US forces in Afghanistan confirmed Sunday that the head of ISIS in the country was killed in a strike a little over a week ago.
The strike, on Saturday, August 25, was in the eastern area of Nangarhar province and killed Abu Sayed Orakzai, according to a statement from US forces in Afghanistan.
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CNN reported previously that the ISIS leader and 10 other fighters from the terrorist group were killed in an airstrike, according to provincial spokesman Attaullah Khogyani.
Khogyani told CNN previously that Afghan and coalition forces carried out the strike after receiving intelligence from Afghanistan's National Directorate of Security.
"America and her allies are in Afghanistan to maintain pressure on the networked, trans-regional terrorists attempting to plot, resource and direct attacks from here," Army Gen. Scott Miller, commander of US and NATO forces in Afghanistan, said in a statement Sunday. "This is only part of the coalition's work towards an Afghan security solution, but it is a vital part."
The death of the leader is the third time US forces have killed a self-proclaimed head of ISIS in Afghanistan since July 2016, according to the US.
Future peace talks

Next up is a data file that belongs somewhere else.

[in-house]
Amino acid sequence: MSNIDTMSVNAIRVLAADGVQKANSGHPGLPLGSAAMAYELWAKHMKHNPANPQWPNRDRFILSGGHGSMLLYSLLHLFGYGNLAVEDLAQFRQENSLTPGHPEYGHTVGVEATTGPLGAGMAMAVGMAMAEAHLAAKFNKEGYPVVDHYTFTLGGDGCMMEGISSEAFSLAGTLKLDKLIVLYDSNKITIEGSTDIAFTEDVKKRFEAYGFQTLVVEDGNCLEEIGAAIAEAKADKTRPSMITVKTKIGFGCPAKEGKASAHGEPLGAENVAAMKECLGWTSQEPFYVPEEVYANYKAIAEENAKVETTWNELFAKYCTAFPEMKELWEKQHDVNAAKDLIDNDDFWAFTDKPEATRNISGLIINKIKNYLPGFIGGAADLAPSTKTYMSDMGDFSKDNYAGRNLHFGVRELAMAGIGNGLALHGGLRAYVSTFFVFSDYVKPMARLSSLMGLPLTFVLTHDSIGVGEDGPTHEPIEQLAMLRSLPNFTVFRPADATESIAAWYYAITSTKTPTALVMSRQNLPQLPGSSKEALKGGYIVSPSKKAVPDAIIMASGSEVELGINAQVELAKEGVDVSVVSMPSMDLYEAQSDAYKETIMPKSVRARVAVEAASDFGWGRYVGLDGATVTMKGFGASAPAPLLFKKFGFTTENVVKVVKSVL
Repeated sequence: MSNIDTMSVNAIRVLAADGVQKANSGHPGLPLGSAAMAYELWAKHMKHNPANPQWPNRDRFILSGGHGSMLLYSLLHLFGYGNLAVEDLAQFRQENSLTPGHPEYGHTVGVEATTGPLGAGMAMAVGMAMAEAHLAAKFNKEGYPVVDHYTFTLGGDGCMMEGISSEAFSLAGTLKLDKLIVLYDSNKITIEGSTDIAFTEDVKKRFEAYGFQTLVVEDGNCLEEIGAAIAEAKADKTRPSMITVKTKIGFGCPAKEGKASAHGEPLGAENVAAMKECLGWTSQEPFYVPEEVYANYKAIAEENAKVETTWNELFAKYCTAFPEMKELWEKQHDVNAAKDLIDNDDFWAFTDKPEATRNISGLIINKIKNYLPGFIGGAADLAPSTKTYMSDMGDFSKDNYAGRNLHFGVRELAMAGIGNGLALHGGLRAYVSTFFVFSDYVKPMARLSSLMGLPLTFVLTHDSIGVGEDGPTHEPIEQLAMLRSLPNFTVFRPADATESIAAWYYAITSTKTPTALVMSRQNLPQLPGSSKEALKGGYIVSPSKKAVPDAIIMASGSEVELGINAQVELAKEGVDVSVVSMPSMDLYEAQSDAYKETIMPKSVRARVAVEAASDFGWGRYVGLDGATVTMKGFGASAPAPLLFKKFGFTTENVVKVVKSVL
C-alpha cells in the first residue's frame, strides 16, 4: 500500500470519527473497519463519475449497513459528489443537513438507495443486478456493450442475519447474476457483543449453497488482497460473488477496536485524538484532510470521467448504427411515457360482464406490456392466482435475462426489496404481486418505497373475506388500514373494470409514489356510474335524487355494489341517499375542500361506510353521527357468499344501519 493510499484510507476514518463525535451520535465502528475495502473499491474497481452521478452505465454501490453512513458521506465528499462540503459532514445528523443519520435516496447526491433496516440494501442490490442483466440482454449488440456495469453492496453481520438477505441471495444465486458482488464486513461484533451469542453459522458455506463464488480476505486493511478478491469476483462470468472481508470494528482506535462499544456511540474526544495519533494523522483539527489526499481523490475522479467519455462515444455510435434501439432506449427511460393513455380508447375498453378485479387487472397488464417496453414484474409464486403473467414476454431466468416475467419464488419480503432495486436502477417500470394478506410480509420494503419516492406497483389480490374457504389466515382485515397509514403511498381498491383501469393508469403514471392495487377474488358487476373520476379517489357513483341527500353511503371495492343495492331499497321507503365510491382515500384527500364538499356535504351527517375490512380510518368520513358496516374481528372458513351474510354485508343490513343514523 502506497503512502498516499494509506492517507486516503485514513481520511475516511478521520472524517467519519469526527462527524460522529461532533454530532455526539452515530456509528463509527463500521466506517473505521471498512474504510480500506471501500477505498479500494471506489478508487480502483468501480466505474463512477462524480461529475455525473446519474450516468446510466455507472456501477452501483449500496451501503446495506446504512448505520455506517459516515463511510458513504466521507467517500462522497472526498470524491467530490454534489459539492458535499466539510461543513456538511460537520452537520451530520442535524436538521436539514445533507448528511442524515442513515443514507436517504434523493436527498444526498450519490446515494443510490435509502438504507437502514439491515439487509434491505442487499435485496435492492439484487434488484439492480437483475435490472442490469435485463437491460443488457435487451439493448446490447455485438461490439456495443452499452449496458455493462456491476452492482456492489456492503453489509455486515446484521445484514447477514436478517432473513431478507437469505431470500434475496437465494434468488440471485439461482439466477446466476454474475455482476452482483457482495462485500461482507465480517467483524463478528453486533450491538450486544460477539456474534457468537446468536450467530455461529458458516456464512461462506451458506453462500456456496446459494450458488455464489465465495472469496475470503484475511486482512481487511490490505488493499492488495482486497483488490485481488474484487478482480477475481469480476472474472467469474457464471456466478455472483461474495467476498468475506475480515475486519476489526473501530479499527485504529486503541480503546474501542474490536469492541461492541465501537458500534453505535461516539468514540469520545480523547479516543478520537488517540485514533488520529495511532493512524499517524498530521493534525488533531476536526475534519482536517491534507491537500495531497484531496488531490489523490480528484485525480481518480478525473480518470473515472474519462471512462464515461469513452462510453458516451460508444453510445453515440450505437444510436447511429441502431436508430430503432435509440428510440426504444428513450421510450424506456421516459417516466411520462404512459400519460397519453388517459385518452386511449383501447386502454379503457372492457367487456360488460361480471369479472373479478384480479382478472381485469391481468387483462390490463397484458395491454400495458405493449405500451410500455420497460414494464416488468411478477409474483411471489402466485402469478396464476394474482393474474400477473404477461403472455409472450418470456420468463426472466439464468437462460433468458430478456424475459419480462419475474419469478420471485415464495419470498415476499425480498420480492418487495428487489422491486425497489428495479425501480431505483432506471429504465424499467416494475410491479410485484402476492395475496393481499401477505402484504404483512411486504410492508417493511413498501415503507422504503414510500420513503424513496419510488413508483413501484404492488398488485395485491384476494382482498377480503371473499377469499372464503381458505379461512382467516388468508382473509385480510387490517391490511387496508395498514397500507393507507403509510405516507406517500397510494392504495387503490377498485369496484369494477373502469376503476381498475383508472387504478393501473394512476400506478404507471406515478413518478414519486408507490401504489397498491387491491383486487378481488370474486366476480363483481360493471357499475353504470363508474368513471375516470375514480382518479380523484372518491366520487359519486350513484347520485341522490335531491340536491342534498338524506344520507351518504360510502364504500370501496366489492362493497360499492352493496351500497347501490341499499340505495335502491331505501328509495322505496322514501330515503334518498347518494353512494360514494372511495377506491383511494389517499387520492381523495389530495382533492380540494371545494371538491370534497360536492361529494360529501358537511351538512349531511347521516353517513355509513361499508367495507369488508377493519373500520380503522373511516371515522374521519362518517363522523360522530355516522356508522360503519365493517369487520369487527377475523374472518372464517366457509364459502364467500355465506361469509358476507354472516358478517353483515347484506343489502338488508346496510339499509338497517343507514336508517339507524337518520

Miller officially assumed command of the NATO-led forces at a ceremony in Kabul on Sunday, NATO announced, taking over the role from Army Gen. John Nicholson.
In his departing remarks, Nicholson spoke to the possibility of peace talks with the Taliban, who say they share an enemy with the US and its allies -- ISIS in Afghanistan.
"I believe that some of the Taliban want peace," Nicholson said. "But they're being encouraged to keep fighting."
At the handover ceremony, Miller echoed Nicholson.
"There are groups in Afghanistan who want nothing more than to harm others," Miller said. "These groups thrive in ungoverned spaces, they raise money, they recruit, they plan, they inspire attacks. We must maintain pressure on them."
On Sunday, Taliban commander Mullah Sher Agha told CNN's Sam Kiley that Taliban commanders inside the country are willing to begin peace talks.
"Peace negotiations should be among Afghans and for Afghans," Agha told CNN. "We should not wait for Pakistan, Iran, Russia or America to bring peace to Afghanistan."
Last month the Taliban launched a brazen attack on Ghazni, a strategic city south of the capital, seizing key buildings and engaging in gunbattles with security forces. At least 16 people were killed and 40 injured, the majority of them Afghan security forces.
The Ghazni attack showed that the Taliban may enter talks if they have a position of strength. Yet even with a shared goal of eliminating ISIS from Afghanistan, the Taliban still view the US and the Afghan government with distrust.
"Enemy is first ISIS, then government," Taliban commander Agha said.